Central Asia's New States

Independence, Foreign Policy, and Regional Security
February 1996
256 Pages
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Recipient of "Outstanding Academic Book" Award—CHOICE, 2006

With breathtaking speed, the republics of the former Soviet Union have been transformed into independent states expected to perform their own foreign policy functions. Yet many of these republics have little experience in foreign relations, and their appearance on the international stage may upset power balances in regions that are already unstable.

The new Central Asian states in particular are becoming of increasing interest to the West, because of their enormous resource base, especially oil and gas; their large, mostly Muslim, population; and their relative proximity to the volatile Middle East. But there is a dearth of informed analysis on this much misunderstood region.

This timely volume helps fill that gap by closely examining the developing foreign policies of the Central Asia republics—especially Kazakhstan, Kyrgyzstan, and Uzbekistan. It describes in detail how they handled their transitions to statehood and draws important conclusions about the implications for regional and international peace and security.

A thoughtful and well-written exploration of the immense challenges faced by the Central Asian states since independence in 1991

- National Security Studies Quarterly

Martha Brill Olcott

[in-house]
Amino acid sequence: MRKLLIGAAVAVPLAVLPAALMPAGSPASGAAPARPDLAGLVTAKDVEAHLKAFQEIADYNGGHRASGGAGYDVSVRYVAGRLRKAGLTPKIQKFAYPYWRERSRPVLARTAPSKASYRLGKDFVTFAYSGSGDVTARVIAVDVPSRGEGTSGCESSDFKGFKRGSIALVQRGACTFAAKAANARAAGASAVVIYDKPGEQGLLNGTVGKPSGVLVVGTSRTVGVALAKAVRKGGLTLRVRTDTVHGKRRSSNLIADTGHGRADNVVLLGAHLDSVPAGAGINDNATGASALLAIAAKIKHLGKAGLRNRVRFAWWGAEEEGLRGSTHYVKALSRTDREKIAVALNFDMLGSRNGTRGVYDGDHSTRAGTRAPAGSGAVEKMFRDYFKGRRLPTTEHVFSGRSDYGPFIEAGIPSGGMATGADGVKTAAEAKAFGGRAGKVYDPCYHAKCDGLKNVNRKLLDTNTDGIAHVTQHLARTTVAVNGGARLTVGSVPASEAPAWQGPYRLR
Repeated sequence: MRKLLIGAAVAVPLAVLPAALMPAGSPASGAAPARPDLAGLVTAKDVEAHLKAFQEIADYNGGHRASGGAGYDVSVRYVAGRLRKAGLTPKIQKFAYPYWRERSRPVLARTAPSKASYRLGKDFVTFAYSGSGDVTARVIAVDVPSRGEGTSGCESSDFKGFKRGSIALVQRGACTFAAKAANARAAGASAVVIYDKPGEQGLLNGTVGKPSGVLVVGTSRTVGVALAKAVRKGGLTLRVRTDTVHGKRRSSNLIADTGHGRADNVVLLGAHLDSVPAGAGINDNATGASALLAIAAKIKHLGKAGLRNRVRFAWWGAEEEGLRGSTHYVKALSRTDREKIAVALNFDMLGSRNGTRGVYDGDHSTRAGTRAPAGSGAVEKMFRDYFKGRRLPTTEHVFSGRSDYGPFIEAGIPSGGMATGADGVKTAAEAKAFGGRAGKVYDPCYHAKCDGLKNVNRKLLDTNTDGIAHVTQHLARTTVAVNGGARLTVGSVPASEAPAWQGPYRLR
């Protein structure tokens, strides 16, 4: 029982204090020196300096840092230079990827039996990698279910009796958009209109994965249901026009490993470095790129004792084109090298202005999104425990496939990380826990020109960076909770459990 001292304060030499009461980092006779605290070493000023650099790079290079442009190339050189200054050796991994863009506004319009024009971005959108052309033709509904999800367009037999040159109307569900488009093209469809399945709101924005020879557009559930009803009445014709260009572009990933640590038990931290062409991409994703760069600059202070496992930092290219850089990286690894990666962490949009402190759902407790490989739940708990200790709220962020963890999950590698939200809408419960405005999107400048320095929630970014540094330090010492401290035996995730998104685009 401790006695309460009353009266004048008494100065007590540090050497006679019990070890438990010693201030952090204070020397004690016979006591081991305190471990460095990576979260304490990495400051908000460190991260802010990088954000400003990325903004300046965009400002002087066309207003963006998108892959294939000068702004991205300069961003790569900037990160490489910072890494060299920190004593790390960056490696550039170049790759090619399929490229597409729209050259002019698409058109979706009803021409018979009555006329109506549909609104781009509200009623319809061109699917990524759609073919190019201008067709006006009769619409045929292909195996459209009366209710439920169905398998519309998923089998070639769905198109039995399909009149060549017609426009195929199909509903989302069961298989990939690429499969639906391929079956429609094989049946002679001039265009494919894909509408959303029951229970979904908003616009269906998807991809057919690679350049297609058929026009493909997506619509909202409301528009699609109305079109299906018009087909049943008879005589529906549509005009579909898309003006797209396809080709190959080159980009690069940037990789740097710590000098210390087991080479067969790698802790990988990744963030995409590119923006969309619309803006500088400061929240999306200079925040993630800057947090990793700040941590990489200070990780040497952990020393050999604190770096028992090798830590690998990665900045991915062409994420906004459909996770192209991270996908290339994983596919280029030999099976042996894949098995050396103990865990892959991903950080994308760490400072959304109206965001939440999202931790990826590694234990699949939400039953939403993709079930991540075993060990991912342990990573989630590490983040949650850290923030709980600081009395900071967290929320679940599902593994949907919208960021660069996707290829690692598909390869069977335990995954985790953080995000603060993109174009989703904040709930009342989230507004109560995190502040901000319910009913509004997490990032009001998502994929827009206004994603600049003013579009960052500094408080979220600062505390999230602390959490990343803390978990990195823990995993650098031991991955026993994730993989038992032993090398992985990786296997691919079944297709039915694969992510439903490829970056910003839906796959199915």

Martha Brill Olcott specializes in the problems of development in Central Asia and the Caucasus, which her research has convinced her is the “edge of the heart of Islam, and not its periphery,” as well as its geopolitical context, including Russia, the Middle East, South Asia and China. Her current research priority is creating a digital archive on the collapse of the USSR working with a team of JMC and other MSU students. She is a visiting professor at James Madison College and a professor emeritus in the Department of Political Science at Colgate University. Appointed to Colgate’s faculty in 1975, she served as chairman of the department of political science from July 1984 through June 1990. Professor Olcott was named by President Clinton to be a Director of the Central Asian American Enterprise Fund and was named Vice Chairman. Earlier she held a formal appointment as Consultant on Central Asian Affairs for former Acting Secretary of State Lawrence Eagleburger. She served as a consultant for a large number of business and law firms with interests in Russia, Kazakhstan, Uzbekistan, Kyrgyzstan, Tajikistan and Turkmenistan, and has consulted with a number of governments, and international financial institutions. From 1995-2014, she was a senior associate with the Russia Eurasia Program at the Carnegie Endowment for International Peace in Washington, D.C., and the co-director of the al-Farabi Carnegie Program on Central Asia in Almaty, Kazakhstan.

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